In thinking about the enormity of God, Tozer is quick to warn against idolatry and thinking wrongly about God.  He says, “To think of creature and Creator as alike in essential being is to rob God of most of His attributes and reduce Him to the status of a creature.”  We must not think of God in “human” terms, though we are using human brains and creation and are reasoning, to contemplate the essence of God.  In thinking of God we must proceed cautiously, reverently and prayerfully, in faith and in love, as we rest in God’s divine revelation to us.

If we are not cautious, the dangers are clear.  We can think of something less than God and find ourselves in idolatry, worshipping something less than God.  Tozer says, “If we insist upon trying to imagine Him, we end with an idol, made not with hands but with thoughts; and an idol of the mind is as offensive to God as an idol of the hand.”  The other danger in thinking about God is attempting to manipulate, control, or manage God, which essentially places us above God as “god.”  Tozer describes this phenomenon this way: “Left to ourselves we tend immediately to reduce God to manageable terms.  We want to get Him where we can use Him, or at least know where He is when we need Him.”

We must look to God with great anticipation and appreciation of God’s revelation to us.  It is adequate.  God has revealed Himself to us and God is knowable.  God, in His great love and mercy, has revealed Himself to us in His son Jesus and we can know Him in faith and in love.  Tozer asserts, “In Christ and by Christ, God effects complete self-disclosure, although He shows Himself not to reason but to faith and love. Faith is an organ of knowledge, and love an organ of experience.”   We can know God and we can experience God.  This revelation of God is a great mercy to us and is a gift to us in Jesus Christ, through His Holy Spirit, which leads us into all truth.

As Tozer says so eloquently, “For while the name of God is secret and His essential nature incomprehensible, He in condescending love has by revelation declared certain things to be true of Himself.”  These truths of God are, indeed, His attributes, and we can know them and study them.  Knowledge of the Holy is a great tool for this study as we seek to come to know the eternal, magnificent, and indescribable God that we seek to worship rightly.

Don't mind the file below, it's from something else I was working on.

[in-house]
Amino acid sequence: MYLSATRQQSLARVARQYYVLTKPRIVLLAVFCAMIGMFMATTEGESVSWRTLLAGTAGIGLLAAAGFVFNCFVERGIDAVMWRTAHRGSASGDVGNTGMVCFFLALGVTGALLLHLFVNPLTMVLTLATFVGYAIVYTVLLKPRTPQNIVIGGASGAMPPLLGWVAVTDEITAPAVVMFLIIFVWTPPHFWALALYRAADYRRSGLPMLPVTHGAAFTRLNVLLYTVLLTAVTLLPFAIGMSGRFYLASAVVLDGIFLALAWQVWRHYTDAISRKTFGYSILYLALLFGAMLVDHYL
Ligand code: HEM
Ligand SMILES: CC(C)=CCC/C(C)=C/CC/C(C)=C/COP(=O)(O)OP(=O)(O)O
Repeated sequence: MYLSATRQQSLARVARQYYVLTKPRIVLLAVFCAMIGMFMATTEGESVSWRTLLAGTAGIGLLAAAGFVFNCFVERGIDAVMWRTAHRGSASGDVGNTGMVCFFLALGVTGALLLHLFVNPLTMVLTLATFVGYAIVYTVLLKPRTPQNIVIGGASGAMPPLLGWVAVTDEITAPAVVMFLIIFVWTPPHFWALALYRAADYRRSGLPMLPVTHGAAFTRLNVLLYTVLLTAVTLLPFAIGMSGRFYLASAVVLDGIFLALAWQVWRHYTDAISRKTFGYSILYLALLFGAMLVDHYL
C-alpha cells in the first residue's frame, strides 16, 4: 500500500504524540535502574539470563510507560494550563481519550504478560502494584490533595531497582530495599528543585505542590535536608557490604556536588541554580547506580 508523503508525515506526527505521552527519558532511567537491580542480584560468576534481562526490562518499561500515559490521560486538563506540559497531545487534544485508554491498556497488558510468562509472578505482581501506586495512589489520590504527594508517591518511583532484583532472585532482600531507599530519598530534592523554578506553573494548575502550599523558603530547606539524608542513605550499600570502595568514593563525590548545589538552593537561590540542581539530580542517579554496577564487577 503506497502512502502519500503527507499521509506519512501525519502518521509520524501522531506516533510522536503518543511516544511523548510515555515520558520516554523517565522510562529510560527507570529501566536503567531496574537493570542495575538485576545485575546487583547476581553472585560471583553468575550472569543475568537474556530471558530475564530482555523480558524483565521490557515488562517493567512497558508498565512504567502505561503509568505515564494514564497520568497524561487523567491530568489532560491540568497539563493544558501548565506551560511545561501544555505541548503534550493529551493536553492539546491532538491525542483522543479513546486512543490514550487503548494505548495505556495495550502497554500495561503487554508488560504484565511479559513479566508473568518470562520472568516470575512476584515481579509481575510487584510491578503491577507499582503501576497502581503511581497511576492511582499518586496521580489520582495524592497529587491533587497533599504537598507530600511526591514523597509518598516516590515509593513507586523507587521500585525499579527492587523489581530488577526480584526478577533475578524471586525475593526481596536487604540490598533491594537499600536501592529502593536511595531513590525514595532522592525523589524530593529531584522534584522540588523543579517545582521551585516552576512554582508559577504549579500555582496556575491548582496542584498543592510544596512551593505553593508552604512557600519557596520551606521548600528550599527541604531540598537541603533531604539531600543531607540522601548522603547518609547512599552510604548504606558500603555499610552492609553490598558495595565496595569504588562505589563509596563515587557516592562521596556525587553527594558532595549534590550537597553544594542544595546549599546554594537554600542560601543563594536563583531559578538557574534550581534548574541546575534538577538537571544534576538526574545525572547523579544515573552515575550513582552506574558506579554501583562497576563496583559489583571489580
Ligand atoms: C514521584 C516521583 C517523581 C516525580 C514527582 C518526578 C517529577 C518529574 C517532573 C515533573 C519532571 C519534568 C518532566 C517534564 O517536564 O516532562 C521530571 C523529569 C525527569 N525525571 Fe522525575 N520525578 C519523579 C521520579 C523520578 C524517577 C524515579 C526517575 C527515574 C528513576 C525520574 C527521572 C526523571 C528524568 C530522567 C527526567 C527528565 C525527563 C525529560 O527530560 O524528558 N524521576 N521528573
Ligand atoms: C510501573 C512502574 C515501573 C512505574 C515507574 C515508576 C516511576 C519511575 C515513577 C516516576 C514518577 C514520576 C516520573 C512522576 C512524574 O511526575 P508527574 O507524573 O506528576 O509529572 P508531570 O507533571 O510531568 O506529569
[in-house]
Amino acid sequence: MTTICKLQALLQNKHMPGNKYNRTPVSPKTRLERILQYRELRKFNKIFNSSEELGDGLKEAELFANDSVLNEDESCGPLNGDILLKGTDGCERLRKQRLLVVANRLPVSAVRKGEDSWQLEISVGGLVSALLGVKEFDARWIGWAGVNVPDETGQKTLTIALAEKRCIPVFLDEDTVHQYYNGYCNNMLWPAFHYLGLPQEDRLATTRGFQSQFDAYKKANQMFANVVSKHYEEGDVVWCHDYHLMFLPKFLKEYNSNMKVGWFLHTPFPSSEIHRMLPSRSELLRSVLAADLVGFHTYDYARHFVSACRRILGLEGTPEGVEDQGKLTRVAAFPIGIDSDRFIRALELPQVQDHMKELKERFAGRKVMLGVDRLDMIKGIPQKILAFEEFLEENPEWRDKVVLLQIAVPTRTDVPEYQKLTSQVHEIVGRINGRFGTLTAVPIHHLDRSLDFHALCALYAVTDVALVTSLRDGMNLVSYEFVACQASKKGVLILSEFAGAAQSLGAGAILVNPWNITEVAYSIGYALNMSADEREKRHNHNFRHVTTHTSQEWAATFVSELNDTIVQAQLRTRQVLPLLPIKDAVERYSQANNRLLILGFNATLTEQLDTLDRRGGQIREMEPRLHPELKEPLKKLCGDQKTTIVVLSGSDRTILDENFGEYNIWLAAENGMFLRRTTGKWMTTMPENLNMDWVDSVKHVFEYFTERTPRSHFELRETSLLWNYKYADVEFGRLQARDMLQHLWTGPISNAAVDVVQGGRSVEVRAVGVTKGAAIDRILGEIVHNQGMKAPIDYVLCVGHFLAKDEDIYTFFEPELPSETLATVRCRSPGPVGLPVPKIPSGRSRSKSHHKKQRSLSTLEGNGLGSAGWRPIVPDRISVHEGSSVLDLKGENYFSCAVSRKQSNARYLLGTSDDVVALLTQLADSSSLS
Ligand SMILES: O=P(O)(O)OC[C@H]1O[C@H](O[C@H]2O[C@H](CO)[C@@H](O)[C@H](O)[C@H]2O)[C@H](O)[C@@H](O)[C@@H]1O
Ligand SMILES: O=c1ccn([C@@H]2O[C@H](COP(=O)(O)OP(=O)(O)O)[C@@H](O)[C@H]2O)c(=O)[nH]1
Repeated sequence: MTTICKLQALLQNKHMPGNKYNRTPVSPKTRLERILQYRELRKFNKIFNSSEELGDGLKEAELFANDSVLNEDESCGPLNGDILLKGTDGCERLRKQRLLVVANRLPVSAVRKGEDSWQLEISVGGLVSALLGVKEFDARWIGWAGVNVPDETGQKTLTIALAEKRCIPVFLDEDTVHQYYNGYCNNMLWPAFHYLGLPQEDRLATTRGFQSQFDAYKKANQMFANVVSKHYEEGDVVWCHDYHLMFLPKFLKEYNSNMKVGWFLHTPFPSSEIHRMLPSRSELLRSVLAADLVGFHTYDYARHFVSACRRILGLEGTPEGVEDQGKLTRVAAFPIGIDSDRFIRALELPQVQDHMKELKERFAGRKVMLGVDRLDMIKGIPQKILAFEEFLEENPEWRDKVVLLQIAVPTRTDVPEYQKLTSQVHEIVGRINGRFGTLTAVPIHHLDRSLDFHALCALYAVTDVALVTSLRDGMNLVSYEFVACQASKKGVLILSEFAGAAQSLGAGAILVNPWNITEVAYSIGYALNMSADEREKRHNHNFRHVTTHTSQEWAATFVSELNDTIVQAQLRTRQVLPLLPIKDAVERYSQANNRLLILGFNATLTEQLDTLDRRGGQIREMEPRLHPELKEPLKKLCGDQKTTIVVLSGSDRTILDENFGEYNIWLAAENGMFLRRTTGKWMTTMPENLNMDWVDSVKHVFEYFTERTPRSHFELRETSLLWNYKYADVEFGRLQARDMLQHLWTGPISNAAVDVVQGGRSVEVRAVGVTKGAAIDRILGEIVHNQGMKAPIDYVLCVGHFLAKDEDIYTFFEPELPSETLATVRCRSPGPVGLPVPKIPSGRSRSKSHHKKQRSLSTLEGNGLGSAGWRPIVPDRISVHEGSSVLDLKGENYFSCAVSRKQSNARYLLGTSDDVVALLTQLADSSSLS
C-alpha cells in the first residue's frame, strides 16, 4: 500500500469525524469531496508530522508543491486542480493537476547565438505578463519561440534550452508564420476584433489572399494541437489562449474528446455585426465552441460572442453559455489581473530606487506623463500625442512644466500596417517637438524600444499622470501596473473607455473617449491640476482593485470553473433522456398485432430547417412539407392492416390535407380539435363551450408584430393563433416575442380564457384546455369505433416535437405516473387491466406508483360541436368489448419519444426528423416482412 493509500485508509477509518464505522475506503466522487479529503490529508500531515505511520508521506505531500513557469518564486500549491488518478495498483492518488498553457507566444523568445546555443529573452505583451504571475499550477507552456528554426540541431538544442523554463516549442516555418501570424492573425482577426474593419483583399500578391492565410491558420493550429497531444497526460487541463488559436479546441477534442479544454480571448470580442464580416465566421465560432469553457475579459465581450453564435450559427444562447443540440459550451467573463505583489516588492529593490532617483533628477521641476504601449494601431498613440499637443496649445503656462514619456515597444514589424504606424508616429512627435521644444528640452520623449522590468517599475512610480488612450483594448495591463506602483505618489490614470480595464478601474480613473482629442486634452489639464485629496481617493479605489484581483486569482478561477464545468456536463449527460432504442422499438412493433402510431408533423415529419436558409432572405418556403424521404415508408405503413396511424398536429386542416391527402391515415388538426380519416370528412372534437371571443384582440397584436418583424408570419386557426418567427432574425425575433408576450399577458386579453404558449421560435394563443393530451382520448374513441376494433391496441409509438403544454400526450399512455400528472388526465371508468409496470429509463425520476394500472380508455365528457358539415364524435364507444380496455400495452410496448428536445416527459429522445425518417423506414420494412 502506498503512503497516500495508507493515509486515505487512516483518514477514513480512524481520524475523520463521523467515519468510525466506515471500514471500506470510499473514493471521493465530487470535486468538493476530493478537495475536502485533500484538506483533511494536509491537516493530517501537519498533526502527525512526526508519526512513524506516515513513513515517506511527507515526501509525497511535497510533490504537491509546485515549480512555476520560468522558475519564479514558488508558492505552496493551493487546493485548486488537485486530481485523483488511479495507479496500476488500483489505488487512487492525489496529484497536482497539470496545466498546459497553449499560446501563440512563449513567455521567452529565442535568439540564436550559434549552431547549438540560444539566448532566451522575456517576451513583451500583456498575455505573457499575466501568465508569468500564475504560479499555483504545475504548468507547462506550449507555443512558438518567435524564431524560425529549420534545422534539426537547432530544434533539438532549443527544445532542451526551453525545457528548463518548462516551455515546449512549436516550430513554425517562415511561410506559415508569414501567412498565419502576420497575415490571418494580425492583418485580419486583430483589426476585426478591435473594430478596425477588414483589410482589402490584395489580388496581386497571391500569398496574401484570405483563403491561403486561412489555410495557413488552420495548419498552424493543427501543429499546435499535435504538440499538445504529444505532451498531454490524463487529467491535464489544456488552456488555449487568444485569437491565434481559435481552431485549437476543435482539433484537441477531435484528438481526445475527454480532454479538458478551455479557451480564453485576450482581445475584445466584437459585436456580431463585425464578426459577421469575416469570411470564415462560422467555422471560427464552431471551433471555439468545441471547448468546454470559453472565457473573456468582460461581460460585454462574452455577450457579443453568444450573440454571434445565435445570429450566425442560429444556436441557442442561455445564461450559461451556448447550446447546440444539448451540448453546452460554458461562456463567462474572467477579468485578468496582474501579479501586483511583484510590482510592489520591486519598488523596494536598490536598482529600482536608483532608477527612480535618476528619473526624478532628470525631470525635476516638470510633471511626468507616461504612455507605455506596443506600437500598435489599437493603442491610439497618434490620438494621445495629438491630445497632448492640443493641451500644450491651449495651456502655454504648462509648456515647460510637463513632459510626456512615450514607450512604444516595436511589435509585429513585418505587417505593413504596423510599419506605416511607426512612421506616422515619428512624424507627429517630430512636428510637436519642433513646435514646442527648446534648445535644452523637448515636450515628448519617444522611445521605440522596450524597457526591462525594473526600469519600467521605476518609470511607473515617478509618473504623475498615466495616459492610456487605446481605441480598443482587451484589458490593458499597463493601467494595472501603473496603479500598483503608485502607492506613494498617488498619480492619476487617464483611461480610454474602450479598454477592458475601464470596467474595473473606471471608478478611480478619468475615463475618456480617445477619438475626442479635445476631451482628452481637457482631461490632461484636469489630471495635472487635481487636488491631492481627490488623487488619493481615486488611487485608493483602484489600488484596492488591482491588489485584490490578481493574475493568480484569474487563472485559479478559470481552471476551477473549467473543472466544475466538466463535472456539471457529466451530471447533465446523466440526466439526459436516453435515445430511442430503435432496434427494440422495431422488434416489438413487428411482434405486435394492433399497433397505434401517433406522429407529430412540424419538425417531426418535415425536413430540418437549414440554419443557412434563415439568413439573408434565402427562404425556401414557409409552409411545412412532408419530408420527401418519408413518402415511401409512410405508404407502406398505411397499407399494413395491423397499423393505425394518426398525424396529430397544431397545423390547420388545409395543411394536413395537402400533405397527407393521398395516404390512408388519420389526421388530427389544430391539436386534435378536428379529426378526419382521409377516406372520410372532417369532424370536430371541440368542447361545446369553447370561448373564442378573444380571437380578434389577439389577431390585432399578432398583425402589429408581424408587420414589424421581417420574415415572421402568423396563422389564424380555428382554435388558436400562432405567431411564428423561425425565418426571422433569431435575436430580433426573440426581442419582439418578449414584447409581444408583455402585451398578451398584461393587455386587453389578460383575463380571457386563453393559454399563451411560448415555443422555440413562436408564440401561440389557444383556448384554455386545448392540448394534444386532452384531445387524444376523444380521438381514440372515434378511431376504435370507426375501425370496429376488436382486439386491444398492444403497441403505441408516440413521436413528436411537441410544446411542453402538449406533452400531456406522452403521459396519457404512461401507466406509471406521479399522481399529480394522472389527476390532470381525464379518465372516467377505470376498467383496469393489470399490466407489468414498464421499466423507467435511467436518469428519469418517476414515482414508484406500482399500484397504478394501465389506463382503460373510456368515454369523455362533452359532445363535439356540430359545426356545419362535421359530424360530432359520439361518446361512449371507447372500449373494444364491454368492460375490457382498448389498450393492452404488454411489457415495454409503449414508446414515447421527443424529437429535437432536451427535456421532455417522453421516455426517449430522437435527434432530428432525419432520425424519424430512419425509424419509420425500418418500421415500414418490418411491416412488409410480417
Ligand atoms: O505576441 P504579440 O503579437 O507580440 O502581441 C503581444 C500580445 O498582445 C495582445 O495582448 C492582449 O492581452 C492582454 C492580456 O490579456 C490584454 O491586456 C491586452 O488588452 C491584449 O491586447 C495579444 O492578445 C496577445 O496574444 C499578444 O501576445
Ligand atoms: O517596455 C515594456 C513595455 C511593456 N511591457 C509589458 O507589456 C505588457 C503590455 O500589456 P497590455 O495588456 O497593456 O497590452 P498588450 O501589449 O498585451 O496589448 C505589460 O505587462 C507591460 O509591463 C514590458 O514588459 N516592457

An attribute study is a great way to come to know God more deeply and is a great way to explore the richness of the Scriptures in a more non-linear approach.  Knowledge of the Holy covers some essential thoughts and attributes of God, as well as doctrines, that every Christian should think about.  As Tozer rightly points out, “The study of the attributes of God, far from being dull and heavy, may for the enlightened Christian be a sweet and absorbing spiritual exercise. To the soul that is athirst for God, nothing could be more delightful.”  As we seek God and seek to have our thirsts for Him quenched, this book, in addition to Scripture, prayer, and community, is a great place to start.

A thorough reading of Knowledge of the Holy highlights so many truths about God.  We are plunged into the depths of God’s character and nature and are left in a state of awe and worship in the presence of an awesome God.  While we will spend a lifetime and an eternity seeking to know God completely and to worship Him rightly, we can know God and worship Him now.  To quote Tozer one last time, “To our questions God has provided answers; not all the answers, certainly, but enough to satisfy our intellects and ravish our hearts. These answers He has provided in nature, in the Scriptures, and in the person of His Son.”  How marvelous it is to wonder at His greatness and to think rightly about our God!